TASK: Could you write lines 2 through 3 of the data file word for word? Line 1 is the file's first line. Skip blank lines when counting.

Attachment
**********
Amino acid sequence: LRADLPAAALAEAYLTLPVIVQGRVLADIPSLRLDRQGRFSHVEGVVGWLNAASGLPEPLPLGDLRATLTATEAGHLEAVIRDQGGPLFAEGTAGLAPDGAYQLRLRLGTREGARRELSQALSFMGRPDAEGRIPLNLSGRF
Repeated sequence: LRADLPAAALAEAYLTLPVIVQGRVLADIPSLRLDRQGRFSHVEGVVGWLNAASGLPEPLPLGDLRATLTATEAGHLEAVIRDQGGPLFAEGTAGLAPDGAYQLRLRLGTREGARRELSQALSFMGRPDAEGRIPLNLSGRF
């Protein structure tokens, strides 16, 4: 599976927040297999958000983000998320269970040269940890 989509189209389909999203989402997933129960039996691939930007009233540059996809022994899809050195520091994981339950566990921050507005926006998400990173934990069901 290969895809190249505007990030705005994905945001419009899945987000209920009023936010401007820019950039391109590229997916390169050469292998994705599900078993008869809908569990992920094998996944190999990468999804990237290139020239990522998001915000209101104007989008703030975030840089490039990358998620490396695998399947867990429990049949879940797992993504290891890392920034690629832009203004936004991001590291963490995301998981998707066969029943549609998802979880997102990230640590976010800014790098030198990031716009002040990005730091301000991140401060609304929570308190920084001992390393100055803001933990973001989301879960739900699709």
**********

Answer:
Repeated sequence: LRADLPAAALAEAYLTLPVIVQGRVLADIPSLRLDRQGRFSHVEGVVGWLNAASGLPEPLPLGDLRATLTATEAGHLEAVIRDQGGPLFAEGTAGLAPDGAYQLRLRLGTREGARRELSQALSFMGRPDAEGRIPLNLSGRF
């Protein structure tokens, strides 16, 4: 599976927040297999958000983000998320269970040269940890 989509189209389909999203989402997933129960039996691939930007009233540059996809022994899809050195520091994981339950566990921050507005926006998400990173934990069901 290969895809190249505007990030705005994905945001419009899945987000209920009023936010401007820019950039391109590229997916390169050469292998994705599900078993008869809908569990992920094998996944190999990468999804990237290139020239990522998001915000209101104007989008703030975030840089490039990358998620490396695998399947867990429990049949879940797992993504290891890392920034690629832009203004936004991001590291963490995301998981998707066969029943549609998802979880997102990230640590976010800014790098030198990031716009002040990005730091301000991140401060609304929570308190920084001992390393100055803001933990973001989301879960739900699709």